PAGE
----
Sort-of OT: Learning Python
alex at tweedly.net
Sun May 7 12:49:52 EDT 2006
Rodney Somerstein wrote:
> Also, while Bob Ippolito has done what seems like a fairly nice job on
> py2app, the standalone builder for Mac Python, he seems to hold a very
> low regard for readable documentation. He wrote the tool for himself
> and makes it available for the good of the community. But, people
> should just know how to make it work as far as I can tell. He will
> answer questions, but the answers usually assume that you have a
> sufficiently deep knowledge of Python to understand them. The problem
> seems to be that Mac Python is an all volunteer effort and no one has
> volunteered to write comprehensive documentation tying Python and
> py2app together so that a real newbie has a good chance of
> understanding it all. It is understandable that no one has written the
> same documentation for the Mac for wxPython and PythonCard as they
> aren't Mac specific.
> The best approach, as far as I can tell is to first of all learn
> Python. You do this by first installing Python 2.4.3 from the build
> available at http://www.python.org/download/mac/. This page is a basic
> page describing how to get started and why to install Python rather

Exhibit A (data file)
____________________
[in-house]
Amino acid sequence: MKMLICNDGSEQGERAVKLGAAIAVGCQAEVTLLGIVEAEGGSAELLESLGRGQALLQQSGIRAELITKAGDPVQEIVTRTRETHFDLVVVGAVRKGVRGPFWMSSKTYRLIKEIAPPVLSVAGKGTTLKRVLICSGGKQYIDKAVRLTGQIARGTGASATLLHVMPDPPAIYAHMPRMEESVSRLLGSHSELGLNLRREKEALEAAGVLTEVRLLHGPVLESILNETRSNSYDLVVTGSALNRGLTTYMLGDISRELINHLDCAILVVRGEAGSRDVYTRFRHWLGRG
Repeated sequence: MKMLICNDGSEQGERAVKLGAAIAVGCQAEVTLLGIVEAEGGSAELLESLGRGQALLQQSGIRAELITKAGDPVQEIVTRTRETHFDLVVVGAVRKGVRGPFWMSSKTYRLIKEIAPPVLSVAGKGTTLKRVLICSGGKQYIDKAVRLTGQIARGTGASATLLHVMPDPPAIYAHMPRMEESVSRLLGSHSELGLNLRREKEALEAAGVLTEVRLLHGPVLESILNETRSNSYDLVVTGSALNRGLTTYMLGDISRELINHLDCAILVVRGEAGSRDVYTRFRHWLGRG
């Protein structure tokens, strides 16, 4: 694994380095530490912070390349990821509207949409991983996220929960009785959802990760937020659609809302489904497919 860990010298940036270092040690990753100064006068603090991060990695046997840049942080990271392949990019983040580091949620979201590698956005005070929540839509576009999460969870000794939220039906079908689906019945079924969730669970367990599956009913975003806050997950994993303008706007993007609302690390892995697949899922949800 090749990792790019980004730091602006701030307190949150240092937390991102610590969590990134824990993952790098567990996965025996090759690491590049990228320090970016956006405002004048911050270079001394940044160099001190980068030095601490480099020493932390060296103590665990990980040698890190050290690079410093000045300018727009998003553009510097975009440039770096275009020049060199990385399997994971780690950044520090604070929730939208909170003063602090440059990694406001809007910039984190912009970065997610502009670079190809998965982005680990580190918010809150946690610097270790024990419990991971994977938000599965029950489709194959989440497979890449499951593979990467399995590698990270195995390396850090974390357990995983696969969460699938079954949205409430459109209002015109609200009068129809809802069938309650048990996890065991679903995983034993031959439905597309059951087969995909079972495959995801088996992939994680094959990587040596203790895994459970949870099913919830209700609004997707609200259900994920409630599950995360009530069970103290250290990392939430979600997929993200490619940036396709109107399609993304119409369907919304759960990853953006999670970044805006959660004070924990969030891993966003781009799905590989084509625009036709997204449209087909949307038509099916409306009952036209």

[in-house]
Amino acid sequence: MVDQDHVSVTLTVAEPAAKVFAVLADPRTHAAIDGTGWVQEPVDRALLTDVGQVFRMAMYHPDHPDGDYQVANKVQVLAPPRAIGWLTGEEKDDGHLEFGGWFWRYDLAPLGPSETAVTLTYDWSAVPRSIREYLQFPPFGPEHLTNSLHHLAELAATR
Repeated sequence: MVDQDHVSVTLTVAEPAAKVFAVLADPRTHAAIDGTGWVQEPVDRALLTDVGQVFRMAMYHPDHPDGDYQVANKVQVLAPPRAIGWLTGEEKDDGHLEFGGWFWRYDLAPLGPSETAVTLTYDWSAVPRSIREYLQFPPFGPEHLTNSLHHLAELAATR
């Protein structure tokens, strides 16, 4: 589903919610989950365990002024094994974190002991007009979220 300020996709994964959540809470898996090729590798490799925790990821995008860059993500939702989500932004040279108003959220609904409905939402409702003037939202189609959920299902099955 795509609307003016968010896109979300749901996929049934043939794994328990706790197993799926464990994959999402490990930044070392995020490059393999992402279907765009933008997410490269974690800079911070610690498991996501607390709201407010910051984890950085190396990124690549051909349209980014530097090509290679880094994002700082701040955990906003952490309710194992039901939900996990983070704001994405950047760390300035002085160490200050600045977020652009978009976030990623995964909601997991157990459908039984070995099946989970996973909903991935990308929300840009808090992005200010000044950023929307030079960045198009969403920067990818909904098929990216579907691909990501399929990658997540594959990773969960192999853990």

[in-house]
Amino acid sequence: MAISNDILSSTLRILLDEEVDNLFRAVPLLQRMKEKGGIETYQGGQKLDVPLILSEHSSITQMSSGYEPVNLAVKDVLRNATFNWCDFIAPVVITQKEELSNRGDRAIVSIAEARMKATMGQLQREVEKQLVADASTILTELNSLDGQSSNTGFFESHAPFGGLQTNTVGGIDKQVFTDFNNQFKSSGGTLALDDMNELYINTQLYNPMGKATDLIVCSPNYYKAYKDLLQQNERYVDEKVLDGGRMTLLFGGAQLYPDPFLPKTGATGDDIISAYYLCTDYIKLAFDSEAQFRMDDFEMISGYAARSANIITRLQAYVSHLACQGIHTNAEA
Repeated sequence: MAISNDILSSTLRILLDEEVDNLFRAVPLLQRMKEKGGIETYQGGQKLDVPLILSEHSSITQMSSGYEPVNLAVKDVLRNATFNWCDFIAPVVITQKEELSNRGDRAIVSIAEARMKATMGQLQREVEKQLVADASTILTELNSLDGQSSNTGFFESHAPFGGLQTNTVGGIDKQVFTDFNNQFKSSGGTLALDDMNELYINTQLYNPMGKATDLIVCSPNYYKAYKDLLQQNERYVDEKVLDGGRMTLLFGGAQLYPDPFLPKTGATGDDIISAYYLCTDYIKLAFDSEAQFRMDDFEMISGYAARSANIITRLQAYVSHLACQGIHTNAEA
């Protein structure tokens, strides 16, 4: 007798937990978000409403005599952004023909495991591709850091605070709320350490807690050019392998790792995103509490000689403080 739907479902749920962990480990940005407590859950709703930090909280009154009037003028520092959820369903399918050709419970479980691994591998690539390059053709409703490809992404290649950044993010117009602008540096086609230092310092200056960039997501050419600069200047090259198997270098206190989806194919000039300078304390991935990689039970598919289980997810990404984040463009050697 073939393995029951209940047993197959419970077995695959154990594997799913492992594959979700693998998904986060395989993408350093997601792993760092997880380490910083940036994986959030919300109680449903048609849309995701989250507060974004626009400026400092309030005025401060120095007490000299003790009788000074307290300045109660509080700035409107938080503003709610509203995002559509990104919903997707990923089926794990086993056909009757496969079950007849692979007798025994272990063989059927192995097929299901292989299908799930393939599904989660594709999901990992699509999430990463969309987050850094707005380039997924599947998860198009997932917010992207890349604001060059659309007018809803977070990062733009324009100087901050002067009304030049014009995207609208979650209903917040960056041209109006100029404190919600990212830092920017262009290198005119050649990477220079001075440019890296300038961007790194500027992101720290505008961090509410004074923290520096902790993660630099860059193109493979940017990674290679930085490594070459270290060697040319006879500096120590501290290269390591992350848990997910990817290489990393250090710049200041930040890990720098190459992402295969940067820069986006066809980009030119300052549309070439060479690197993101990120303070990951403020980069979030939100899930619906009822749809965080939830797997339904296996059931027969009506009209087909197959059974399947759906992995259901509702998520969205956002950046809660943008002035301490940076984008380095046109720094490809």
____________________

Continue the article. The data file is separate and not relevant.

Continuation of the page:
> than using the one built into OS X. Then, use any decent book on
> Python to learn the language itself.
> Next, I would learn to use py2app. Unfortunately, the only good
> resource that I know for learning this tool is to join the MacPython
> SIG mailing list -
> http://www.python.org/community/sigs/current/pythonmac-sig. You will
> get all the help you need there with a little asking.
> Then, learn wxPython for developing GUI apps. You can probably do this
> at the same time that you learn PythonCard. Again, join the PythonCard
> mailing list and probably the wxPython mailing list for help.
> If you happen to find a resource that shows you how to create a
> standalone hello world app in Python on the Mac, please post about it
> here. I've never seen such a thing but would love to find one.
Good advice - but I'd switch the order around a bit - use PythonCard to
learn how to program in Python, I find an easy to use GUI much more
friendly for learning. And I'd leave py2app until later.
PythonCard comes with a tool (standaloneBuilder) which does a good job
of easing the problems of building distributable executables for Windows
and Linux. The Beta version of it is much improved to offer a choice of
tools - and the next step after that will be to add py2app support. So
it's not there today - but there is light at the end of the tunnel for a
GUI front-end to building distributables even on Mac.
And the relevance of all this to the Rev list ? To remind us how much
there is to be grateful for in having the ease of use and ease of
distribution provided by RunRev. Rev ain't perfect - but it does have a
lot of advantages.
Alex Tweedly http://www.tweedly.net
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